• It made me more self-aware. I’m constantly spouting things people should try to improve their lives, so I feel like a hypocrite if I’m not taking my own advice. It’s forced me to be my own role model and live up to what I preach.
  • It allowed me to connect with awesome people. The sole reason you should start a podcast is so you can have an excuse to chat with your role models for an hour and propose it as “content.”

==> Click here to subscribe: The More Than Fitness Podcast.


I made roughly the same amount of money in 2019 as I did in 2020. A touch less in 2020, if I’m being completely transparent.

But my total number of hours worked were probably cut in a third and total transactions made were down 41%. So, less work for about the same money. I’m cool with that, and I think it was a direct result of thinking more and doing less.

2020 was filled with deep reflection, planning, and strategizing on what direction I want to pursue in 2021. I’ve figured it out (for now), but I’d be lying if I said it didn’t make me anxious during the process.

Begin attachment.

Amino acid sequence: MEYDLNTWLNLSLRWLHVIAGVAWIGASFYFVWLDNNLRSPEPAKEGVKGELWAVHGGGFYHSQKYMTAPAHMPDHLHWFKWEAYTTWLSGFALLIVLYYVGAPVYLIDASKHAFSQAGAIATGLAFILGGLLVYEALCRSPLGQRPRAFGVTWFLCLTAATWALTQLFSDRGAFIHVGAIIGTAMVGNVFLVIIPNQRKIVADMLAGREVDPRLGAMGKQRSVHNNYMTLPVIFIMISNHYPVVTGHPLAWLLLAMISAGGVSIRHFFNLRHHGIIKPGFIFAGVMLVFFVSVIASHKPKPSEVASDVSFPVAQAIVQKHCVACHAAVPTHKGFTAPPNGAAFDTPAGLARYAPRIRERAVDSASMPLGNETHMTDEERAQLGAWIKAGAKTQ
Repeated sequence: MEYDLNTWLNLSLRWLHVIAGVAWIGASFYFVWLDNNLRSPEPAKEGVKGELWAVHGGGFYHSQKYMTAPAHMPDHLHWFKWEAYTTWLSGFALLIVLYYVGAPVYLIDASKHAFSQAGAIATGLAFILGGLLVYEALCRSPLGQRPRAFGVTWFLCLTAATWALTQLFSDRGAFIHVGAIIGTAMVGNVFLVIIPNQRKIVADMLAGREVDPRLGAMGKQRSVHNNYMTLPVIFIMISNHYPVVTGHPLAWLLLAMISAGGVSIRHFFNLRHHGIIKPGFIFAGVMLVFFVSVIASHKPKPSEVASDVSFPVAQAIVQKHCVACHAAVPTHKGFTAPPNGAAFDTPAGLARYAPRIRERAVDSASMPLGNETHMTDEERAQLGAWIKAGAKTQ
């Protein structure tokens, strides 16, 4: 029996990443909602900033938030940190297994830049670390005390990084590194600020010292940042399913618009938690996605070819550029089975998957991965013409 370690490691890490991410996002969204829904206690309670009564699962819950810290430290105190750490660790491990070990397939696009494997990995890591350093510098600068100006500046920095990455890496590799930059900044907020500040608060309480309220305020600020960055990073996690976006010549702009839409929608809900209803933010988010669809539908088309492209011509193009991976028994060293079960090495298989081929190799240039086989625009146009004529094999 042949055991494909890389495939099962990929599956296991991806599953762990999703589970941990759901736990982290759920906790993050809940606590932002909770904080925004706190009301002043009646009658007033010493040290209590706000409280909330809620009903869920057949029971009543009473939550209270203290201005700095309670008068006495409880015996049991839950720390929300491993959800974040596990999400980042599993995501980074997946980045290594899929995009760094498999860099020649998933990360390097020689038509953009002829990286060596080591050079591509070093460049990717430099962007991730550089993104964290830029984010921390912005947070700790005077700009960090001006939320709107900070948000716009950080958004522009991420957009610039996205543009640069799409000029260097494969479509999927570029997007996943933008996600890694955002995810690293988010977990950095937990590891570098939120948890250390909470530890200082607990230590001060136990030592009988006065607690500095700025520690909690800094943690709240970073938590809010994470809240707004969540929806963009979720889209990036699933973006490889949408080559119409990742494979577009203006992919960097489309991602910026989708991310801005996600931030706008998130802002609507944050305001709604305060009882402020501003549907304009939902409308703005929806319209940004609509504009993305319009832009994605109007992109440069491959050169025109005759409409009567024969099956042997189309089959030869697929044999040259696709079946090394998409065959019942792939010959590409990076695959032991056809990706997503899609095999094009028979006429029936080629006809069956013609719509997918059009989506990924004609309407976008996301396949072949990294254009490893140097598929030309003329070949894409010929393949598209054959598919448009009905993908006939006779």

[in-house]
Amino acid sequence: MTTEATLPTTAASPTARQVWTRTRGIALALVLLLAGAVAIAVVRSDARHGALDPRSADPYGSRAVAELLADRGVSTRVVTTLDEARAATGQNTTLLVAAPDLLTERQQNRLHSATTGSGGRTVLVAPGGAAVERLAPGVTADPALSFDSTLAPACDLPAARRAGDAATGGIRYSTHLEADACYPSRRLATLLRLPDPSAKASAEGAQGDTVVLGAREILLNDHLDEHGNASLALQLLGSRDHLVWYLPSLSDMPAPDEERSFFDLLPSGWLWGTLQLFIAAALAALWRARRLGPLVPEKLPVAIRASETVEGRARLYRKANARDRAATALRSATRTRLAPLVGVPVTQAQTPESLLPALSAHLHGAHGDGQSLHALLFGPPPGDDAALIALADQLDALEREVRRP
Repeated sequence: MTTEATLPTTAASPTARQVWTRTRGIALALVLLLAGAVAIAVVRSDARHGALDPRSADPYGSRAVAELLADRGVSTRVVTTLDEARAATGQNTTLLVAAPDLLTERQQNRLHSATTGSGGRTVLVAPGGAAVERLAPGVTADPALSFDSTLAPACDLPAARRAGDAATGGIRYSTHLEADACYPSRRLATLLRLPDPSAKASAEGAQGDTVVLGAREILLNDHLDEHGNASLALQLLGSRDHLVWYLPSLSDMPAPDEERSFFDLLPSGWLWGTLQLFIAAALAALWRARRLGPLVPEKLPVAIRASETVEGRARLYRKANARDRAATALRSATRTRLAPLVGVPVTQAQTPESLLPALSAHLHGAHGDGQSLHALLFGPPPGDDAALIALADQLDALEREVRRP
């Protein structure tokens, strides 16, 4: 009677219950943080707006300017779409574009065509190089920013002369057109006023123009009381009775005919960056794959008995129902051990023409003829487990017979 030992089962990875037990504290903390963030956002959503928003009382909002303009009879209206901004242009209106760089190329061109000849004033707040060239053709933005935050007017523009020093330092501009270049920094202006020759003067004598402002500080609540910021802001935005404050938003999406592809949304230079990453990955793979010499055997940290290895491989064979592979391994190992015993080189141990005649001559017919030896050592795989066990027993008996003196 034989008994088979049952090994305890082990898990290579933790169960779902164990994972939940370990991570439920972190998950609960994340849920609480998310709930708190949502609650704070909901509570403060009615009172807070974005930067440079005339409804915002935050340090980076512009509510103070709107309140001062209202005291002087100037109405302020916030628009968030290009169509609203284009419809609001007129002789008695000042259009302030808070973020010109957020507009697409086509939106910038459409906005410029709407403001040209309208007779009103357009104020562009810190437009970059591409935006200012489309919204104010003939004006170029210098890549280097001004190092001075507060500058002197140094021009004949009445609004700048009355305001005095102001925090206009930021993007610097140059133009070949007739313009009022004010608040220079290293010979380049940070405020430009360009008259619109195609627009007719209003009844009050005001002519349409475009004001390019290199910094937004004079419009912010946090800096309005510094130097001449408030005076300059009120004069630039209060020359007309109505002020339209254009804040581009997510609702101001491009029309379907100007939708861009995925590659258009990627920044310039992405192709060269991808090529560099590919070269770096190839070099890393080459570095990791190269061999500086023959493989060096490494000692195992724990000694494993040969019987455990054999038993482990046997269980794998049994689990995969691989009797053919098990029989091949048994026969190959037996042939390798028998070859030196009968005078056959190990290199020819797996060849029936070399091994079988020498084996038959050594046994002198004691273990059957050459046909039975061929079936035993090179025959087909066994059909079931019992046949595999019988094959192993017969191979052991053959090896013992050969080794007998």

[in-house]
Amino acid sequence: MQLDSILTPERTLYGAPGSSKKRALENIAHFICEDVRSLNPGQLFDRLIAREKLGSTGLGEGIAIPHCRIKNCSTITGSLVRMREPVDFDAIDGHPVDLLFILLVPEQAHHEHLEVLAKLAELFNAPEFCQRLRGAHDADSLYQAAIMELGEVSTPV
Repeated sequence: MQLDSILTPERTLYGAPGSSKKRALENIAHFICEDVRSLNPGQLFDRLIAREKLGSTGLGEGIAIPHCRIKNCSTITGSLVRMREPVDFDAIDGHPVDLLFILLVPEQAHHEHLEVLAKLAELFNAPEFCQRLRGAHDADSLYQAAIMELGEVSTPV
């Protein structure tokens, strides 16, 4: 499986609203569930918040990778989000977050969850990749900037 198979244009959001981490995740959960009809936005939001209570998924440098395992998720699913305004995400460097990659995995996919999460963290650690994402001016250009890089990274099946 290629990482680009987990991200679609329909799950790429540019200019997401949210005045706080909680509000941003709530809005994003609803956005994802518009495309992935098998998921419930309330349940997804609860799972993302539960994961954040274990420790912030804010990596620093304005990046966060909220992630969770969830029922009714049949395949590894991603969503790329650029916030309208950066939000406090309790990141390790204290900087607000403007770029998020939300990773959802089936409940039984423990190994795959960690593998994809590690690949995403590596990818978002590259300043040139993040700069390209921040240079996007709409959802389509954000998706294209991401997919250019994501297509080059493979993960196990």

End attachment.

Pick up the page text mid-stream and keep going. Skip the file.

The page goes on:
I think one reason why is because I follow many ambitious and successful people. I text some of them regularly. As a by-product, I see them winning, even in a crazy year like 2020. My problem is that I can get sucked into admiring other people’s “amazing” lives, but forget to keep building my own.

The other problem is that I love learning new shit, which was the catalyst for finding direction for 2021, so that’s good. But information is only as good as the action you take after learning it.

And my lack of action⏤especially in these last few passive weeks of holidays⏤was producing a non-specific background hum of anxiety for me.

So, my point, is that 2021 will be getting back to my roots: doing the work. Checking the boxes. Day in and day out.